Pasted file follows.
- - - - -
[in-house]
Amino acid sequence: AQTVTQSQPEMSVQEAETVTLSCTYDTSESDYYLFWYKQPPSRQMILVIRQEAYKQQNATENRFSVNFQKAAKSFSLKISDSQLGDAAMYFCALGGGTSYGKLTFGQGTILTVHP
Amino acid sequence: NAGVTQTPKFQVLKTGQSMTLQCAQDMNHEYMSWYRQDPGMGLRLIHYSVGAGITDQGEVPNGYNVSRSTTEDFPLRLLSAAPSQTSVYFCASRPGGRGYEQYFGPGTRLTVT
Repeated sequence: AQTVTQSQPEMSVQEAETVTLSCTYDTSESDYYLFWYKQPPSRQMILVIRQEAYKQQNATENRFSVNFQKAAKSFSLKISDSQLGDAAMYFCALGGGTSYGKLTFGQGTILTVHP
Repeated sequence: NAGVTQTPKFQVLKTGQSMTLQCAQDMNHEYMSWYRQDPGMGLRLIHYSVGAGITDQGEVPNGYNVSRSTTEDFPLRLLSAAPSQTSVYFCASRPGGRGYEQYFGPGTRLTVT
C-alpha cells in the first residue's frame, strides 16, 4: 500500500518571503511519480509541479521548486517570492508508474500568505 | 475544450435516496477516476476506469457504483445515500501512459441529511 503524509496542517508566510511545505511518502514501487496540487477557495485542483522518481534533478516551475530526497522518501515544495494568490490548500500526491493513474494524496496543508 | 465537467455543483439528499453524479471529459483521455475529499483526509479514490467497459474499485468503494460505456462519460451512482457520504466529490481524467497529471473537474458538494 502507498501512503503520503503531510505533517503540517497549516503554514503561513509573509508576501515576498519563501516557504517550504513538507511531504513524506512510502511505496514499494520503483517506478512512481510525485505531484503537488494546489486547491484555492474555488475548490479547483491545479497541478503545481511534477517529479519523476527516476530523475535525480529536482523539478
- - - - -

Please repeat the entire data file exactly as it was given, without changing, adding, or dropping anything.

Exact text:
[in-house]
Amino acid sequence: AQTVTQSQPEMSVQEAETVTLSCTYDTSESDYYLFWYKQPPSRQMILVIRQEAYKQQNATENRFSVNFQKAAKSFSLKISDSQLGDAAMYFCALGGGTSYGKLTFGQGTILTVHP
Amino acid sequence: NAGVTQTPKFQVLKTGQSMTLQCAQDMNHEYMSWYRQDPGMGLRLIHYSVGAGITDQGEVPNGYNVSRSTTEDFPLRLLSAAPSQTSVYFCASRPGGRGYEQYFGPGTRLTVT
Repeated sequence: AQTVTQSQPEMSVQEAETVTLSCTYDTSESDYYLFWYKQPPSRQMILVIRQEAYKQQNATENRFSVNFQKAAKSFSLKISDSQLGDAAMYFCALGGGTSYGKLTFGQGTILTVHP
Repeated sequence: NAGVTQTPKFQVLKTGQSMTLQCAQDMNHEYMSWYRQDPGMGLRLIHYSVGAGITDQGEVPNGYNVSRSTTEDFPLRLLSAAPSQTSVYFCASRPGGRGYEQYFGPGTRLTVT
C-alpha cells in the first residue's frame, strides 16, 4: 500500500518571503511519480509541479521548486517570492508508474500568505 | 475544450435516496477516476476506469457504483445515500501512459441529511 503524509496542517508566510511545505511518502514501487496540487477557495485542483522518481534533478516551475530526497522518501515544495494568490490548500500526491493513474494524496496543508 | 465537467455543483439528499453524479471529459483521455475529499483526509479514490467497459474499485468503494460505456462519460451512482457520504466529490481524467497529471473537474458538494 502507498501512503503520503503531510505533517503540517497549516503554514503561513509573509508576501515576498519563501516557504517550504513538507511531504513524506512510502511505496514499494520503483517506478512512481510525485505531484503537488494546489486547491484555492474555488475548490479547483491545479497541478503545481511534477517529479519523476527516476530523475535525480529536482523539478